He said that two years threw him into such a funk and a depression. He didn't know what to do. I believe that. A lot of people have this false idea that you just get to a destination and you're done. Technically you are done, if you choose to be done, you're done. It's not as rosy as everyone thinks, even if you had 700 million dollars. If you ask people, entrepreneurs who sell a company like that, they'll say that they're bored. They get depressed. A lot of people get into drug issues because you start to look for another stimulus. If that was your goal, then you reach it, and then you're, "What now? What do I do?"

Chris:
I was talking to another mentor of mine. He has a buddy who sold a company for 1.5 billion. He said they had a conversation very similar to that. He's, "What do you do now? What's next?" He's, "I don't know. I can only watch so much Sports Center."

Jayton:
You don't find that traveling fills that gap, maybe?

Chris:
It could, probably for a period of time, though. I don't know, I can only speak from my own mind because that's all I can experience, but I would get really bored. I think, 90 days, I would be so bored if I took it off. I would come up with something else to do, and dive into it, and spend all my time doing it.

Jayton:
Yeah, definitely. I can see that. I can't see myself not creating anything for some reason.

Chris:
I think when you stop creating. We're creators, we have to create stuff, and that's how you feel "happy." You just have to grow, and be better, and make something. When you don't do that, that's when it can be easy to get into that depression. Moral of the story is I think it's a false thought to just think that this is some long slog road. Do something that you like doing, then view it as a way you eat, the way you live, and then it instantly becomes enjoyable. I think you're setting yourself up for failure if you believe there's some end in sight.

Jayton:
Thank you. Synergistic effects of taking Mucuna, Cortigon and Miracle Morning?

Chris:
Actually there's been a lot of questions about that. What's the difference between them all? Should I take them all at the same time or should I just use one? Good question.

Jayton:
Miracle Morning is more of a stimulant, so it's going to give you that kick start. Whereas, I view Cortigon and Mucuna as maintenance supplements in order to allow your brain to function at its optimal capacity.

Chris:
They all have very different mechanisms of action. They are synergistic. You feel great when you take them all, and throw a little Choline in there, too, and you're good. There's only so many behavioral manifestations of certain areas of your body when you're optimizing them, but they're all working on a different part of your brain. The behavioral outcome could be focus, or a calm focus, or an energy, or something like that. There's only a limited amount of variables that you're going to behaviorally feel from improving your brain health. That's where people might be confused, "Will I feel focused when I use this or I feel focused when I use this?"

Chris:
They all have a different effect. Cortigon, obviously the chief purpose of it is stress regulation and cortisol management because the [inaudible 00:17:45] is so good at lowering cortisol. Part of the reason people feel focused and energetic when they lower their cortisol is because cortisol has a catabolic effect, and it has a brain-foggy effect when it's chronically high. High cortisol is so common because it's just part of our lifestyle to be stressed about something. There's always something going on. A lot of people don't prioritize stress management, so it just builds up over time. When you lower the cortisol you start to feel good again, your brain fog goes away, you feel focused and energetic, and you sleep better at night, and that sort of thing.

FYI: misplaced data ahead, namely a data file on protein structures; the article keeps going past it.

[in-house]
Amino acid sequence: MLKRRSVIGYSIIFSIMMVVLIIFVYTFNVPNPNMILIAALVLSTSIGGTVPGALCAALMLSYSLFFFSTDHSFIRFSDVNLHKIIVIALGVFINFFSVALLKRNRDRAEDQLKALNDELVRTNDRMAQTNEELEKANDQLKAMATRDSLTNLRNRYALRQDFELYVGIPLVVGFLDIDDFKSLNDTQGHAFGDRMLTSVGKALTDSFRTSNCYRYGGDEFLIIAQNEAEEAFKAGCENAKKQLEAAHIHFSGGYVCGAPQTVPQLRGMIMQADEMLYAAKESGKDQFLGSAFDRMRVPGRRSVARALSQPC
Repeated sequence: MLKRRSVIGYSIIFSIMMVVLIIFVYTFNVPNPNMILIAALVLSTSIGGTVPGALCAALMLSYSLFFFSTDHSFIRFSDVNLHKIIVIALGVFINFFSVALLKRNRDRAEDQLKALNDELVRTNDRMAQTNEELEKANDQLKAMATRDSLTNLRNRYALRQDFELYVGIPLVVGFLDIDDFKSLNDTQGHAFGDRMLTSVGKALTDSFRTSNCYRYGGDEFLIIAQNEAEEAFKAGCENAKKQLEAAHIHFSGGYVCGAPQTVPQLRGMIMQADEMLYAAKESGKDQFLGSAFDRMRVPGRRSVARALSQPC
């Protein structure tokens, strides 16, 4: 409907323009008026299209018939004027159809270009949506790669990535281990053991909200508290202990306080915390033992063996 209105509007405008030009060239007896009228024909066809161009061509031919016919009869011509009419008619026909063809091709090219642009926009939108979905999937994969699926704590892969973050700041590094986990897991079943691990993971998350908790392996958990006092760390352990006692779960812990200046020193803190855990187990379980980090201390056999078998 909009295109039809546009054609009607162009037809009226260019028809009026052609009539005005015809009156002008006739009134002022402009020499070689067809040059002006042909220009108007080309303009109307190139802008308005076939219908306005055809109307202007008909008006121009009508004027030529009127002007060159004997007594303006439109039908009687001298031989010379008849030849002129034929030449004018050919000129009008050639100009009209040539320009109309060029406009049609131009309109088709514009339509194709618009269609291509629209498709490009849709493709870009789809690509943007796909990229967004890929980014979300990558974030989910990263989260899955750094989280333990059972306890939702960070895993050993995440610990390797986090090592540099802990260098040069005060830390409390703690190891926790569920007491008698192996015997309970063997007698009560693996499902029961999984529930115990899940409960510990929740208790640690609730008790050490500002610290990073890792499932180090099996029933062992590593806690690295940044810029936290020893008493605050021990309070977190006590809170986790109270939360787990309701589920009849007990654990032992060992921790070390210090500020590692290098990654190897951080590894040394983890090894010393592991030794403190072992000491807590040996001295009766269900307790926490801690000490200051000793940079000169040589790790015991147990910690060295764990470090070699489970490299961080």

Chris:
Mucuna contains the precursor dopamine. Dopamine, obviously, when you're producing more of it naturally by using something like Mucuna, you again start to have a better sense of well-being, you feel focused, your T levels are going to go up. Again, the outcome is very similar, it's just you're optimizing a slightly different part of your brain.

Chris:
Then, Teacrine, like you said, is a stimulant, which is the chief active ingredient in Miracle Morning. That's more like an acute action. "All right, I'm just going to take one or two of these in the morning, drink my coffee, boom, feeling good at work all day, good and focused." But, you can have a similar good effect with regularly using Mucuna and Cortigon and Choline, but it's going to more of a build-up effect. Miracle Morning is more acute, "I need to focus right now. This is what I'm going to use."

Jayton:
Yeah, definitely. Cortigon and Mucuna would be the oil in the engine, whereas Miracle Morning would be the jet fuel that you're going to put in there in order to get going.

Chris:
The nos. Hit the nos.

Jayton:
Next question, Thermo for diabetic type 1. Diabetic type 1 is whenever they are not able to produce insulin from the beta cells within the pancreas. From my perspective, off the top of my head, the first thing that I would do is probably down regulate the amount of fats that you're in taking because of the Randle Cycle. You're going to have less free fatty acids competing with glucose to get into the cell. Glucose is going to be more freely available to enter the cell with that. I would say as far as the ability to produce insulin, I'm not really sure. What's your perspective on that?

Chris:
Well, one thing I've seen is we've seen testimonials come in from Sensolin in using the Berberine and the gluco help in it with a really good effect for type 1. There's something to that, that might be a good support supplement for people. I think in general, what's the main thing that people tell type 1 diabetics to eat? I think honestly it comes down to the same type of foundational optimization as anything else. I don't think it's that radically different. If you're optimizing your Thyroid and your reproductive hormones in general, naturally the balance with improve of everything.

Jayton: